In mammals with more than one X chromosome, the genes on all but one X chromosome are not expressed; this is known as X inactivation.
This happens in XXY males as well as normal XX females.
However, in XXY males, a few genes located in thepseudoautosomal regions of their X chromosomes, have corresponding genes on their Y chromosome and are capable of being expressed.
The first published report of a man with a 47,XXY karyotype was by Patricia Jacobs and John Strong at Western General Hospital inEdinburgh, Scotland in 1959.
This karyotype was found in a 24-year-old man who had signs of Klinefelter syndrome.
Jacobs described her discovery of this first reported human or mammalian chromosome aneuploidy in her 1981 William Allan Memorial Award address.


Percentages of Klinefelter's diagnosis divided by age groups, with most diagnoses occurring in adulthood.
About 10% of Klinefelter cases are found by prenatal diagnosis.
The first clinical features may appear in early childhoodor, more frequently, during puberty, such as lack of secondary sexual characters and aspermatogenesis, while tall stature as a symptom can be hard to diagnose during puberty.
Despite the presence of small testes, only a quarter of the affected males are recognized as having Klinefelter syndrome at puberty and 25% received their diagnosis in late adulthood: about 64% affected individuals are not recognized as such.
Often the diagnosis is made accidentally as a result of examinations and medical visits for reasons not linked to the condition.
The standard diagnostic method is the analysis of the chromosomes' karyotype on lymphocytes.
In the past, the observation of the Barr body was common practice as well.To confirm mosaicism, it is also possible to analyze the karyotype using dermal fibroblasts or testicular tissue.
Other methods may be: research of high serum levels of gonadotropins (follicle-stimulating hormone and luteinizing hormone), presence of azoospermia, determination of the sex chromatin,and prenatally via chorionic villus sampling oramniocentesis.

Differential diagnosis

The symptoms of Klinefelter syndrome are often variable; therefore, a karyotype analysis should be ordered when small testes, infertility, gynecomastia, long legs/arms, developmental delay, speech/language deficits, learning disabilities/academic issues and/or behavioral issues are present in an individual.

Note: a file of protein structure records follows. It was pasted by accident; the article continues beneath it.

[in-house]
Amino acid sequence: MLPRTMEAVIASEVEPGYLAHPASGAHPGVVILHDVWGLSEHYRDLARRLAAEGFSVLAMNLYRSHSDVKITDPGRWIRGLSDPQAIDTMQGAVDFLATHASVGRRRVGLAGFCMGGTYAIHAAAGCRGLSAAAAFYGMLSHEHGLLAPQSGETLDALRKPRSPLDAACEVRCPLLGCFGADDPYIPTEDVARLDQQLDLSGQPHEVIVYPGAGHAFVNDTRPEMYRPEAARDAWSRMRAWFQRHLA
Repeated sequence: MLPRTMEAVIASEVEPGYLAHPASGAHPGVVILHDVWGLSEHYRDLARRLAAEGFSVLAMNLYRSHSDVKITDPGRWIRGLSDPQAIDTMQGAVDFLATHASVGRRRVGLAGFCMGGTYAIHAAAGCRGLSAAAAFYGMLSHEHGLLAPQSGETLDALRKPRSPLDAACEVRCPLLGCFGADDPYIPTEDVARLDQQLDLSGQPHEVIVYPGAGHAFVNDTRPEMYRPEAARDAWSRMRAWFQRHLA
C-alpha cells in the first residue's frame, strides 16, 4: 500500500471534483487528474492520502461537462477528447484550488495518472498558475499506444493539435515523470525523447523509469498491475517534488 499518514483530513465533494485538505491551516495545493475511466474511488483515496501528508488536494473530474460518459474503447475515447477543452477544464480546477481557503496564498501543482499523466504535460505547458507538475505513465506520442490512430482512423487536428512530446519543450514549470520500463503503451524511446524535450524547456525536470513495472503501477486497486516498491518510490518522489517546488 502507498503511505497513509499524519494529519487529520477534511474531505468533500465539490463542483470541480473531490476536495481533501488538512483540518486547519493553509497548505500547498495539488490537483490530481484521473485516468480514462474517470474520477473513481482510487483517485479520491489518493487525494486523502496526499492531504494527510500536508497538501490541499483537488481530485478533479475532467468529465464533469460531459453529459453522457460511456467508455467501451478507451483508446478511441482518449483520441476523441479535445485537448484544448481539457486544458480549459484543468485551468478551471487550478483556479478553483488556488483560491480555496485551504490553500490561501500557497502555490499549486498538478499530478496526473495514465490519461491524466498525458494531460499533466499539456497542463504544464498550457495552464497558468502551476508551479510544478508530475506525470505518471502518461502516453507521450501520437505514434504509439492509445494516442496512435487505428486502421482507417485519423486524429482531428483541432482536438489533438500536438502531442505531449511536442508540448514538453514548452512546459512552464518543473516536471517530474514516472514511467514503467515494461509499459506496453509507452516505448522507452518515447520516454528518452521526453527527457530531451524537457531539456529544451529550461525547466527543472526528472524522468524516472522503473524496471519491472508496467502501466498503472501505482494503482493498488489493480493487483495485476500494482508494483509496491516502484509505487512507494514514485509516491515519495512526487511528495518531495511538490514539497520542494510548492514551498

The differential diagnosis for the Klinefelter syndrome can include the following conditions: fragile X syndrome, Kallmann syndrome and Marfan syndrome. The cause of hypogonadism can be attributed to many other different medical conditions.
There have been some reports of individuals with Klinefelter syndrome who also have other chromosome abnormalities, such as Down syndrome.

Genetic counseling

The recurrence risk is not increased above that of the general population.
There is no evidence to suggest that a chromosomal nondisjunction process is likely to repeat itself in a particular family.

Antenatal diagnosis

Klinefelter syndrome can be detected prenatally by amniocentesis and cytogenetic amniotic fluid.
Parents should be counseled based on recent prospective and unbiased information.


Decrease of aromatase

The techniques of assisted reproduction can give the possibility to have children of their own, but because the biopsy technique of sperm extraction (TESE) is invasive, it is always necessary to first evaluate the presence of a number of indicators that suggest the possible presence of residual spermatogenesis. The occurrence of spermatogonia and spermatozoa is more common in young people, for example, because the number of gametes decreases rapidly with age, but because of the increase in estradiol results from over-expression of aromatase CYP19, the administration of aromatase inhibitors and human chorionic gonadotrophin to stimulate the endogenous production of testicular testosterone , increases sperm count. The fractions of spermatozoa thus obtained demonstrate the presence of abnormal gametes, not euploid, 7-20% (in the male 46, XY, this share is less than 1%).

Testosterone treatment

Androgen replacement therapy should begin at puberty, around age 12 years, in increasing dosage sufficient to maintain age appropriate serum concentrations of testosterone, estradiol, FSH, and LH.
Androgen replacement promotes normalization of body proportions or development of normal secondary sex characteristics, but does not treat infertility, gynecomastia, and small testes.
Testosterone replacement also results in general improvement in behavior and work performance.
Testosterone also has beneficial long-term effects that might reduce the risk of osteoporosis, autoimmune disease, and breast cancer [Kocar IH, Yesilova Z, Ozata M, Turan M, Sengul A, Ozdemir I. The effect of testosterone replacement treatment on immunological features of patients with Klinefelter's syndrome. Clin Exp Immunol. 2000]

Speech therapy

Early identification and anticipatory guidance are important in boys with 47,XXY.
Early speech/language therapy is particularly essential in helping the child to develop skills in the understanding and production of more complex language.

Physical therapy

Physical therapy should be considered for boys who have hypotonia or delayed in gross motor skills which may impact the muscle tone, balance, and coordination.

Occupational therapy

If boys with 47,XXY have fine motor dyspraxia, occupational therapy should be recommended. In addition, an occupational therapist may benefit infants with 47,XXY who have feeding problems or difficulty with latching on or sucking.

Educational services

Males with 47,XXY should receive a comprehensive psychoeducational evaluation to assess their areas of strengths and weaknesses. The information obtain from this evaluation may be helpful in planning appropriate resources and classroom placement. Consultation with a developmental-behavioral pediatrician is suggested....